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Couples & Finances: British Columbians attracted to partners who have their finances under control
-- TD Canada Trust Valentine's Day poll reveals British Columbians are looking for a financially responsible partner --
VANCOUVER, Feb. 6, 2012 /CNW/ - Before you splurge on that diamond ring or a romantic night for two this Valentine's Day, think again. A recent poll from TD Canada Trust reveals a paid off credit card or healthy savings account may be the deciding factor between "I do" and "no way".
The TD Canada Trust Valentine's Day poll revealed 72% of British Columbians would not marry someone who was bad at managing their personal finances or if they held excessive debt. The poll, which surveyed British Columbian adults currently or recently in a committed relationship, found that 24% say they would date but never marry someone who couldn't manage their money well, 38% say they wouldn't even date someone who didn't have their finances under control, and 10% say they were recently in a relationship like that, but wouldn't do it again.
"Whether you're moving in together or getting married, you each contribute something to the relationship including savings, investments and debt," says Linda Zanette, District Vice President, Pacific Region, TD Canada Trust. "Opening up about your finances - not to mention actually sharing your assets and liabilities - can be a challenging notion for some."
Money Talk: Majority of British Columbians comfortable discussing personal finances
The good news for British Columbians is that 88% feel comfortable and confident talking to their partners about money. What's more is that British Columbians are most likely to know how much their partner has in savings and investments (89% vs. 82% nationally), and 88% of residents know how much debt their partner has.
Only a few admit to telling white lies: 18% of British Columbians have told their partner something they purchased cost less than what it did and 12% have hidden a new purchase from their other half.
"Talking openly and honestly about money is an important part of establishing a healthy financial foundation," says Zanette. "If you're saving for a rainy day but your partner is thinking about the next big shopping adventure, you might be headed for some challenges. Couples who discuss their personal and financial goals openly, and work with a financial advisor, can create a roadmap for success, together."
British Columbians are investing with their better halves
When it comes to joint personal finances, British Columbians are most likely to think long-term with 52% saying they have contributed to each other's RRSPs or have set up a spousal RSP (versus 43% nationally). Overall, the majority of British Columbians are in it together: 75% have a joint bank account, 74% own a home together, 71% have a financial plan and 60% have a joint credit card. Only 27% of British Columbians keep their personal finances completely separate.
Zanette says there can be a number of benefits to pooling assets with your partner, including lowering a household's overall tax burden.
"If you are married or in a common law relationship, you could consider a strategy where the higher income earner contributes to their partner's RRSP. The higher income earner can then claim a deduction on their own taxable income, and when the lower income earner withdraws the money in retirement it may be taxed at a lower marginal rate than their partner's, resulting in tax savings."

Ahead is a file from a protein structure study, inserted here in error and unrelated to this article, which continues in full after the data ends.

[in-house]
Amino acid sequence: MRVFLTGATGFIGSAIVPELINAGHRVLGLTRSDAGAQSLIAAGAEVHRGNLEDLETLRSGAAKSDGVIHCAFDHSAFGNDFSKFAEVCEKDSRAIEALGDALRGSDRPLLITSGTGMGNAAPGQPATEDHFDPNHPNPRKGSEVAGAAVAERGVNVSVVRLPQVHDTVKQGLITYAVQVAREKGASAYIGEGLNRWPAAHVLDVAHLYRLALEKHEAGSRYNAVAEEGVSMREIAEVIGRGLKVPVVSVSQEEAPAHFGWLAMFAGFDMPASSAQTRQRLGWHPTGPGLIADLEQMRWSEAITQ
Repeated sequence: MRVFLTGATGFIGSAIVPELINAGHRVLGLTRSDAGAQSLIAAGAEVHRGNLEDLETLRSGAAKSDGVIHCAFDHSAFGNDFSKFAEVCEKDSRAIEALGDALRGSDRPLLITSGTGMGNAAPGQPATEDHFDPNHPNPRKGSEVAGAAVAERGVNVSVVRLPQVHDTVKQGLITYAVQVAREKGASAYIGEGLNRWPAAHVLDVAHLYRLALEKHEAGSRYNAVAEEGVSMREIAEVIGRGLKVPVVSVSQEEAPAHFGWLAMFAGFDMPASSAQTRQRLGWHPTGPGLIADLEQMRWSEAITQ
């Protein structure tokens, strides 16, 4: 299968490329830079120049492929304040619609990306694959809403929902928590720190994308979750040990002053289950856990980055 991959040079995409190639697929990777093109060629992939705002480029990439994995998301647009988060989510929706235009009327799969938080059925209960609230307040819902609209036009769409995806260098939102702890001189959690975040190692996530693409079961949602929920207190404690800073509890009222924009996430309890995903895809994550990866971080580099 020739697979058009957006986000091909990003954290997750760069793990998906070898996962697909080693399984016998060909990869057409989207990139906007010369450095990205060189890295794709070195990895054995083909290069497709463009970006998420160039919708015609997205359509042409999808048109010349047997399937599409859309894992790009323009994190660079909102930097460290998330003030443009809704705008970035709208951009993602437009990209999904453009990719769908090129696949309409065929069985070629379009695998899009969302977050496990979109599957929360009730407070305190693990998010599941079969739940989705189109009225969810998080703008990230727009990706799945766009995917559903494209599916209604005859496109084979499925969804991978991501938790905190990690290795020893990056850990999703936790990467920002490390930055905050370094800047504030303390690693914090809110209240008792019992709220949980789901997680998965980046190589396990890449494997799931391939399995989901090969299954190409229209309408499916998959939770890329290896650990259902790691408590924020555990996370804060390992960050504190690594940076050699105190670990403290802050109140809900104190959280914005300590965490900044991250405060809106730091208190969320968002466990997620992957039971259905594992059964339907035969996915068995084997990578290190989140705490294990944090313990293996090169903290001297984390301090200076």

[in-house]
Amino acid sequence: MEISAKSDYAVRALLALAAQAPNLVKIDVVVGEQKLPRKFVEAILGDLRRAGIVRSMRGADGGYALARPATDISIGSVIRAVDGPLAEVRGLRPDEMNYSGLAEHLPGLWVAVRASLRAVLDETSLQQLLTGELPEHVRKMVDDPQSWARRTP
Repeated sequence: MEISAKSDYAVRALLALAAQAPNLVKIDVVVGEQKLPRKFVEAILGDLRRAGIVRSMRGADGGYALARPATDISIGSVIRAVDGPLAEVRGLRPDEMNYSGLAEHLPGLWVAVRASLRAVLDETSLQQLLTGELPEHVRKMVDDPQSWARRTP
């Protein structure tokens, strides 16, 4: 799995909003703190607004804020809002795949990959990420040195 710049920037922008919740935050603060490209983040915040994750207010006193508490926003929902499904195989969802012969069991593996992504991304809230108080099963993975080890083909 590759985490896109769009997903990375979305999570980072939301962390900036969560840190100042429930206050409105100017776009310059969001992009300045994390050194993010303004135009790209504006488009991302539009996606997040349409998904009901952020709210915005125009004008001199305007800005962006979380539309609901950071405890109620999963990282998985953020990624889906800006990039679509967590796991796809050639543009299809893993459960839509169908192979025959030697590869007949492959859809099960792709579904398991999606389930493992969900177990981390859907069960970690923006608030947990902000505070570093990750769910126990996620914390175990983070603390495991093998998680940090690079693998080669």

British Columbians least likely to consider a pre-nup
Despite the trend of combining finances, British Columbians are most likely to say they wouldn't consider a pre-nup (89% versus 82% nationally). Nationally, Canadians who are currently separated or divorced are the most likely to consider one for their next relationship (29% versus 16% nationally).
"Regardless of how intertwined your finances are, you may also consider talking together about your individual financial goals outside of those you have as a couple," says Zanette. "For instance, having a credit card and bills in your own name that you pay back in full and on time will help you build your personal credit rating. Similarly, making regular contributions from your paycheque into your RRSP will help you build a healthy nest egg for the future. Remember that this year's deadline is February 29."
About the TD Canada Trust Valentine's Day Poll
TD Bank Group commissioned Environics Research Group to conduct a telephone omnibus survey of 2,000 Canadians 18 years of age or older, with 1,379 who are currently or were recently in a serious relationship; 250 residents from B.C. were surveyed. Results were collected between January 5 - 15, 2012.
About TD Canada Trust
TD Canada Trust offers personal and business banking to more than 11.5 million customers. We provide a wide range of products and services from chequing and savings accounts, to credit cards, mortgages and business banking, to credit protection and travel medical insurance, as well as advice on managing everyday finances. TD Canada Trust makes banking comfortable with award-winning service and convenience through 24/7 mobile, internet, telephone and ATM banking, as well as in over 1,100 branches, with convenient hours to serve customers better. For more information, please visit: www.tdcanadatrust.com. TD Canada Trust is the Canadian retail bank of TD Bank Group, the sixth largest bank in North America.
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